I believe this is a new show to the History Channel (US.) They told the story
of Mountbatten proposing to Churchill carriers made of pycrete. Pycrete was a
slurry made of ice and sawdust and if used in colder climates would last
indefinitely especially with the coolant piping they envisioned. The first one
was to be named the HMS Habbicook (or maybe Hubbicuk; not real sure on the
spelling here.) These ice carriers were planned on being 300 feet wide, they
showed CG images of refueling B-29s. Anyone ever heard of this before?
The Keeper (of too much crap)
The substance "pycrete" was the brainchild of a man called Pyke. He was the
brother of a rather eccentric gentleman called Magnus Pyke who was quite
well known on British TV for a while. One anecdote related by the brother
was that at a meeting of his staff, Mountbatten wanted to demonstrate how
strong Pycrete was. He fired his service revolver at it. At which point the
Military Police rushed in .
Pycrete was evaluated by the Miscelleneous Weapons
Development Department (MWDD) Also known as "the wheezers and dodgers,
they developed many well known devices and weapons. The "Hedgehog" anti
submarine launcher, Multiple anti aircraft rocket launchers, plastic
"applique" armour fitted to escort carriers and my personal favourite "The
They related that story as such: he fired the revolver at a regular chunk of
ice which expectantly disinegrated. He then fired at the pycrete, the bullet
richocheted and nicked the leg of an American General. No mention of the MP's
although I can surely see that happening.
The Keeper (of too much crap)
I'm glad they did this show. It has long bothered me that they'd show
all these axis 'secret weapons', and compare them to operational Allied
weapon systems. Unfair. Now, they have in part corrected it.
In part, I say, because they only covered a small part of the very large
number of Allied R & D projects. They did not have time to cover a
great deal of interesting stuff, even if you restrict it to aircraft
specifically. The Ryan fireball was not the only jet prop combo we were
working on (there was even a turbojet-turboprop combo), the pusher
flying wing with contra-rotating props, the P-75, etc. I think they need
to do a whole series of secret/R&D Allied aircraft of WW2.
There were Allied cruise missiles, glide bombs, turboprop bombers, and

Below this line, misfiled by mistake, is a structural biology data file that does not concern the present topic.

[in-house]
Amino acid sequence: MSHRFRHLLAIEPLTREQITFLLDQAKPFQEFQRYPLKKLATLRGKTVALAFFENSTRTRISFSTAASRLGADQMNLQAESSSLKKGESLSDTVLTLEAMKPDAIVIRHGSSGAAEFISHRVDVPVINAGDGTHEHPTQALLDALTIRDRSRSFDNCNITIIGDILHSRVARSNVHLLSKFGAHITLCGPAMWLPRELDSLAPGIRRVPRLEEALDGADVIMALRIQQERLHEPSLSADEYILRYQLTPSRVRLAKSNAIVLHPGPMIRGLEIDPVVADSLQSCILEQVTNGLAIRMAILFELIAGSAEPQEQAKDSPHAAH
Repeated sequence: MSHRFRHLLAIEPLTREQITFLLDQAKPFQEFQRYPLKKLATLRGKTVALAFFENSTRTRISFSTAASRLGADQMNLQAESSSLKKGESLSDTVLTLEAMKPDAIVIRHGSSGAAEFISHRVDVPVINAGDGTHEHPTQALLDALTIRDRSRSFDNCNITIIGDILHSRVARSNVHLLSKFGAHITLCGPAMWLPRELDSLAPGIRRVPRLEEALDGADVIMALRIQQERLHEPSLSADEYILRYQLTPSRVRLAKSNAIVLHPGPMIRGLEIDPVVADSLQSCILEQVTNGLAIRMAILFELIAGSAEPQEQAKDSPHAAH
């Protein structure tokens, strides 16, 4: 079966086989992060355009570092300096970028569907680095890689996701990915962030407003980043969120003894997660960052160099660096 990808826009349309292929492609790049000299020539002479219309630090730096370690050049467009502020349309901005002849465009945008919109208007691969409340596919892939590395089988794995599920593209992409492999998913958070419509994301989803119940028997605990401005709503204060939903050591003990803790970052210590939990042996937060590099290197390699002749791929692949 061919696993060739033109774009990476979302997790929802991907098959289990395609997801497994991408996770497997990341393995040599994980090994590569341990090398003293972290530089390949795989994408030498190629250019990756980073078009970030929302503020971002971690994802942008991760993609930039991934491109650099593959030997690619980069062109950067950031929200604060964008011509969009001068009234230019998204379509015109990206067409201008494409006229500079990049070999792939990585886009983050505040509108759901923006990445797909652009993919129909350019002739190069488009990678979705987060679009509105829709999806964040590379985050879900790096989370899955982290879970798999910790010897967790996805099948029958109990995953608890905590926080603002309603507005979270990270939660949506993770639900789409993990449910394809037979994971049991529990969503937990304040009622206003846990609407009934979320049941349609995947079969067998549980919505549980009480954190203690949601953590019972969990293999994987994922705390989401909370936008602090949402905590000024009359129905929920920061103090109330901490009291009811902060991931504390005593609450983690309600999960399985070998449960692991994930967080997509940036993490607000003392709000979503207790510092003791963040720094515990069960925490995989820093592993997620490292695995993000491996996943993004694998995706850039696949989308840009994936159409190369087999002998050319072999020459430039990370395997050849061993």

scads of other things.
I also was glad they gave credit to US turbojet developers, though they
never did mention the effort underway at GE before the war. The copy of
the Whittle engine was NOT the only gas turbine engine built at GE
during war. I think they actually developed TWO indigenious engines, a
turbojet and a turboprop, both with axial flow compressors. And they
never mentioned Sandford Moss, the father of US GT technology.
Keeper wrote about the planned "ice" aircraft carriers:
Habakkuk. Some biblical thing or other.
Yes, there's a 1:6000 scale miniature of this produced by
Hallmark/Figurehead. They produce naval miniatures for wargaming in various
The Habakkuk is, er, a rather interesting model, especially when set side-
by-side with models of conventional ships. The shape is normal looking,
it's just really, really big.
These defintitely were being worked on and were well along in the research
stage. I have an article on these in a book. It was a two-volume set by
Readers' Digest about Canada's experience in WWII published years ago.
I am unpacking (slowly) after a move and can provide further details when
that box surfaces. IIRC, there was a photo of part of the coolant sustem and
descriptions of how it was to work. Never got to prototype stage but there
were research models of components and it was apparently a viable concept.
Will send more when it shows up.
Desperation leads to lots of people having "great" ideas to counter
the fact that the ememy has just finished blowing the crap out of 95%
of the industrial infrastructure and is in the process of killing big
parts of the population.
These toys make cool shows but none of it really made as much of an
effect as the stupid stuff we did, like having no OSS on the ground to
do the ground pounding intel ops that might have warned us of the
German breakout in Dec 1944.
I really loved some of the stuff the Brits came up with. There was
this big pinwheel mine detonator/beach clearing device. Too bad no
freshman Physics major wasn't their to tell them about the gyroscopic
effect. It went in every direction except the direction intended.
Thank God no one deployed it on June 6. I guess that is why James Bond